YOM HA-ZIKKARON (Heb. יוֹם הַזִּכָּרוֹן; "Remembrance Day"), memorial day observed for those who fell on active service in the Israel War of Independence and subsequently. It is observed on Iyyar 4th (the day before *Independence Day) in solemn civil, military, and religious ceremonies throughout Israel. It begins at sunset and concludes with a siren blast as the stars appear the next day to usher in Independence Day. Memorial candles are lit in army camps, schools, synagogues, and public places, and flags are flown at half-mast. Throughout the day ex-servicemen and soldiers serve as guards of honor at war memorials in all towns and villages, and the families of the fallen participate in memorial ceremonies at military cemeteries. By law, all places of entertainment are closed on the eve of Yom ha-Zikarron, and broadcasting and educational bodies are required to stress the solemnity of the day. During the morning a siren marks a two-minute silence, which brings all activity to a standstill. The Israel rabbinate has prescribed special prayers for the previous Sabbath and for Yom ha-Zikkaron. They include the recital of Psalms 9: "For the leader, on the death of the son," and 144: "Blessed be the Lord, My Rock, who traineth my hands for war and my fingers for battle."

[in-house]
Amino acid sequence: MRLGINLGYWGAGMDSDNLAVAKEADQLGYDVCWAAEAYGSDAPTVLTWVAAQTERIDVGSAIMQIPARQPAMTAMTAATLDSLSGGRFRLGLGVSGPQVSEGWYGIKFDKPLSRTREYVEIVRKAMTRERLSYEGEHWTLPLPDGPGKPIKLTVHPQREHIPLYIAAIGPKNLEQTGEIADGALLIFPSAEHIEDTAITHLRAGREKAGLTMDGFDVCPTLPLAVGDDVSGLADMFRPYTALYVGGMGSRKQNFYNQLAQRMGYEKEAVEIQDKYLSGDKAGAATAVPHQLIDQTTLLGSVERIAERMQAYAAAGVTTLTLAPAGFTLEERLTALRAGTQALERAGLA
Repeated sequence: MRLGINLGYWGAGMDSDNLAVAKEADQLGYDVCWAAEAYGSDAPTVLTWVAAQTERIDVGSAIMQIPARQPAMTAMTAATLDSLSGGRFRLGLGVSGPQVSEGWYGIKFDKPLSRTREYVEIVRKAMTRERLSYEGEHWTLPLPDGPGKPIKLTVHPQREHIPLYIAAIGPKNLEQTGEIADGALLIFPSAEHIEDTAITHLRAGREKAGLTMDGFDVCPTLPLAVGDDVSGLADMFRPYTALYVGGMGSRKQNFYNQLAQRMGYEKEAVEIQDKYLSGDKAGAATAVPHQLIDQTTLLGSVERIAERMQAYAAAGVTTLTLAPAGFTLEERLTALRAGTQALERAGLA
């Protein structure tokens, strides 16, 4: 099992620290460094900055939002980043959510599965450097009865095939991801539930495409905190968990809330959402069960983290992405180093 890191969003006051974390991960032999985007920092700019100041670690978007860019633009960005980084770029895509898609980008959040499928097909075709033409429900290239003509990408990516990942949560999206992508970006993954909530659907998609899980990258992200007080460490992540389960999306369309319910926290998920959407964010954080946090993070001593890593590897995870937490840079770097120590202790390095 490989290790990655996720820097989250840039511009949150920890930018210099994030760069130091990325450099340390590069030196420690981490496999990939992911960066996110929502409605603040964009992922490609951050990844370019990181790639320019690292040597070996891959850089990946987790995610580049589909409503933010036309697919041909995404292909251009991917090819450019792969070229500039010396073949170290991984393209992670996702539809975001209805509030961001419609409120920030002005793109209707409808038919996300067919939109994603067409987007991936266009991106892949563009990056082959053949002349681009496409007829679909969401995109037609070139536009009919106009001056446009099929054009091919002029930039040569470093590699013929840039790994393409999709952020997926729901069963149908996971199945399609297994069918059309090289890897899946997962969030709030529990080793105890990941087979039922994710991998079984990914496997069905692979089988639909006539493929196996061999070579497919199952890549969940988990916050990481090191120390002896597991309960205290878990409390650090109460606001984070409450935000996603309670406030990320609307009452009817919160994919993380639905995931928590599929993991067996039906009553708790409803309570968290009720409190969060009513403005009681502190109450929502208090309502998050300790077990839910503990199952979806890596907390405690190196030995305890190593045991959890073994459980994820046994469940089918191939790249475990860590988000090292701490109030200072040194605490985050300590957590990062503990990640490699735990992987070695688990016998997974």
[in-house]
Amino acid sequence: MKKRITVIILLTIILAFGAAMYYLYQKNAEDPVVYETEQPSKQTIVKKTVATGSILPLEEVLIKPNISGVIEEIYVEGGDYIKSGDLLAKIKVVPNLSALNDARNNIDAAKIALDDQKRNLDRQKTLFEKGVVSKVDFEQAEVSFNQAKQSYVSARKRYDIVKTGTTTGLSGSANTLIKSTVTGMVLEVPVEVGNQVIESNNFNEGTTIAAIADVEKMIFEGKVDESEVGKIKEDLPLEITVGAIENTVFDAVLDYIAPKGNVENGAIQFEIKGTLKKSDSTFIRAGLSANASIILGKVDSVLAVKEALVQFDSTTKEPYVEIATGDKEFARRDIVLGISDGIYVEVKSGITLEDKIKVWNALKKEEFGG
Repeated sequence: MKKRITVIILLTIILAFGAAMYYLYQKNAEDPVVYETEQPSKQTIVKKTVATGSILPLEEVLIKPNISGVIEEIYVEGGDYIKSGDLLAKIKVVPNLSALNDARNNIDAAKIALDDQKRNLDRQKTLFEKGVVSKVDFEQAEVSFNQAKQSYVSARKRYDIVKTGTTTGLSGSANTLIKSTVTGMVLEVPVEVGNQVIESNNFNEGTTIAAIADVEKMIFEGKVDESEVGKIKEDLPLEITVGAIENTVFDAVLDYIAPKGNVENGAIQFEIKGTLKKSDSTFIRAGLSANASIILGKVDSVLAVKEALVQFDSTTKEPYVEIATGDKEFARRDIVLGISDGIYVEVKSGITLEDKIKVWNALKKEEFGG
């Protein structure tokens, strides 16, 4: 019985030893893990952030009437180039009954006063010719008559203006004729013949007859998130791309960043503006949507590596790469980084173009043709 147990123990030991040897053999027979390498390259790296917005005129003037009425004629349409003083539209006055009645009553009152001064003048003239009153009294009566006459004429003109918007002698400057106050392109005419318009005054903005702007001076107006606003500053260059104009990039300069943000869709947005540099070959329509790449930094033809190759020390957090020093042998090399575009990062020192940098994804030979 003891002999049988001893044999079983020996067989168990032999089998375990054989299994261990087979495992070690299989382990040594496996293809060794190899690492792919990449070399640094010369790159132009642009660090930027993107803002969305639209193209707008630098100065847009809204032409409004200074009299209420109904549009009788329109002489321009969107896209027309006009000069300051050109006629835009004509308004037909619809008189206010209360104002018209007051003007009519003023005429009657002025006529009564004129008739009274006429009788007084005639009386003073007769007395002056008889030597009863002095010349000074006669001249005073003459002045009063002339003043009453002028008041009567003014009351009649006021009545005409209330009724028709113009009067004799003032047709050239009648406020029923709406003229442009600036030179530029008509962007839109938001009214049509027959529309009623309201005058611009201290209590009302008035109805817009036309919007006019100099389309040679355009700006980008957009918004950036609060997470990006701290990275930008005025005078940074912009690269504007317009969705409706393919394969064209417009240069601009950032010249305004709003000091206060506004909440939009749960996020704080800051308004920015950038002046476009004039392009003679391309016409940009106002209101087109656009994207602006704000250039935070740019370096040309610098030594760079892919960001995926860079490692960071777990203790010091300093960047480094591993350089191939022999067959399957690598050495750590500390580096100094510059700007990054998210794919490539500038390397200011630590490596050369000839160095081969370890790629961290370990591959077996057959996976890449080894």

Laws of the State of Israel, 17 (1962–63), 85; see also bibl. for Independence Day.